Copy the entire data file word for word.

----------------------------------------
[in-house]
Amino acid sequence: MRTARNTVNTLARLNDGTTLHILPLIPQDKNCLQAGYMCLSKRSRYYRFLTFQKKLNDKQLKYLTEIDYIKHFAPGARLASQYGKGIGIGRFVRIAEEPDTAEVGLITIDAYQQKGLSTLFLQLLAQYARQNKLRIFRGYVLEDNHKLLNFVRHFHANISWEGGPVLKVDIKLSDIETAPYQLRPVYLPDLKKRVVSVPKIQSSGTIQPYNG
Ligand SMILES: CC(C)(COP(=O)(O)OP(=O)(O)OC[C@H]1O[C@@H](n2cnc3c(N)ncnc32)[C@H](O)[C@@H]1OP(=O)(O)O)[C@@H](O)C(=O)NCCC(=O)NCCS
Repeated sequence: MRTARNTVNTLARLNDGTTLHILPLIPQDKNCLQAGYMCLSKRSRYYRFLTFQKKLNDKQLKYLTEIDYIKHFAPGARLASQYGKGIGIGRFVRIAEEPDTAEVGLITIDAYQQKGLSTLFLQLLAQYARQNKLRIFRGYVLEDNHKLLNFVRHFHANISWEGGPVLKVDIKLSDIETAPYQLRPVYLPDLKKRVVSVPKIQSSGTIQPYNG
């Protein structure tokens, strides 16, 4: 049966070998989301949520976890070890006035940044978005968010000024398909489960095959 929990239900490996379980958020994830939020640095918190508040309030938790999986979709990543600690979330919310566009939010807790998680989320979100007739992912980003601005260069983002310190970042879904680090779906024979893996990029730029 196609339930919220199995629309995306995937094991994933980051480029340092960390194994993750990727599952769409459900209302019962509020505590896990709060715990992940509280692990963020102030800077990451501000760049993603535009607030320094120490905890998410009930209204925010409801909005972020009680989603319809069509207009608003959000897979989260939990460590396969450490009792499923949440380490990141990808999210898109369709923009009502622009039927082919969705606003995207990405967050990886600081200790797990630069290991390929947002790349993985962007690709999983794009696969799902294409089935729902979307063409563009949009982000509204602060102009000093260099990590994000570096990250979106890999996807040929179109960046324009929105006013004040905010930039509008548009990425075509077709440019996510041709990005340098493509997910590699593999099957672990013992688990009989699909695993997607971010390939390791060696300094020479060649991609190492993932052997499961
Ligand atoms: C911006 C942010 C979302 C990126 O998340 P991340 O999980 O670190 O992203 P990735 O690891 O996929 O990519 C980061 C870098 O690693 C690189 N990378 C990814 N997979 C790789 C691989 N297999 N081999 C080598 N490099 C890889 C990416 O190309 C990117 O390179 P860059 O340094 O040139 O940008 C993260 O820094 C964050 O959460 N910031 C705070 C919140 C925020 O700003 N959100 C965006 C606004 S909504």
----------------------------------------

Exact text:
[in-house]
Amino acid sequence: MRTARNTVNTLARLNDGTTLHILPLIPQDKNCLQAGYMCLSKRSRYYRFLTFQKKLNDKQLKYLTEIDYIKHFAPGARLASQYGKGIGIGRFVRIAEEPDTAEVGLITIDAYQQKGLSTLFLQLLAQYARQNKLRIFRGYVLEDNHKLLNFVRHFHANISWEGGPVLKVDIKLSDIETAPYQLRPVYLPDLKKRVVSVPKIQSSGTIQPYNG
Ligand SMILES: CC(C)(COP(=O)(O)OP(=O)(O)OC[C@H]1O[C@@H](n2cnc3c(N)ncnc32)[C@H](O)[C@@H]1OP(=O)(O)O)[C@@H](O)C(=O)NCCC(=O)NCCS
Repeated sequence: MRTARNTVNTLARLNDGTTLHILPLIPQDKNCLQAGYMCLSKRSRYYRFLTFQKKLNDKQLKYLTEIDYIKHFAPGARLASQYGKGIGIGRFVRIAEEPDTAEVGLITIDAYQQKGLSTLFLQLLAQYARQNKLRIFRGYVLEDNHKLLNFVRHFHANISWEGGPVLKVDIKLSDIETAPYQLRPVYLPDLKKRVVSVPKIQSSGTIQPYNG
């Protein structure tokens, strides 16, 4: 049966070998989301949520976890070890006035940044978005968010000024398909489960095959 929990239900490996379980958020994830939020640095918190508040309030938790999986979709990543600690979330919310566009939010807790998680989320979100007739992912980003601005260069983002310190970042879904680090779906024979893996990029730029 196609339930919220199995629309995306995937094991994933980051480029340092960390194994993750990727599952769409459900209302019962509020505590896990709060715990992940509280692990963020102030800077990451501000760049993603535009607030320094120490905890998410009930209204925010409801909005972020009680989603319809069509207009608003959000897979989260939990460590396969450490009792499923949440380490990141990808999210898109369709923009009502622009039927082919969705606003995207990405967050990886600081200790797990630069290991390929947002790349993985962007690709999983794009696969799902294409089935729902979307063409563009949009982000509204602060102009000093260099990590994000570096990250979106890999996807040929179109960046324009929105006013004040905010930039509008548009990425075509077709440019996510041709990005340098493509997910590699593999099957672990013992688990009989699909695993997607971010390939390791060696300094020479060649991609190492993932052997499961
Ligand atoms: C911006 C942010 C979302 C990126 O998340 P991340 O999980 O670190 O992203 P990735 O690891 O996929 O990519 C980061 C870098 O690693 C690189 N990378 C990814 N997979 C790789 C691989 N297999 N081999 C080598 N490099 C890889 C990416 O190309 C990117 O390179 P860059 O340094 O040139 O940008 C993260 O820094 C964050 O959460 N910031 C705070 C919140 C925020 O700003 N959100 C965006 C606004 S909504």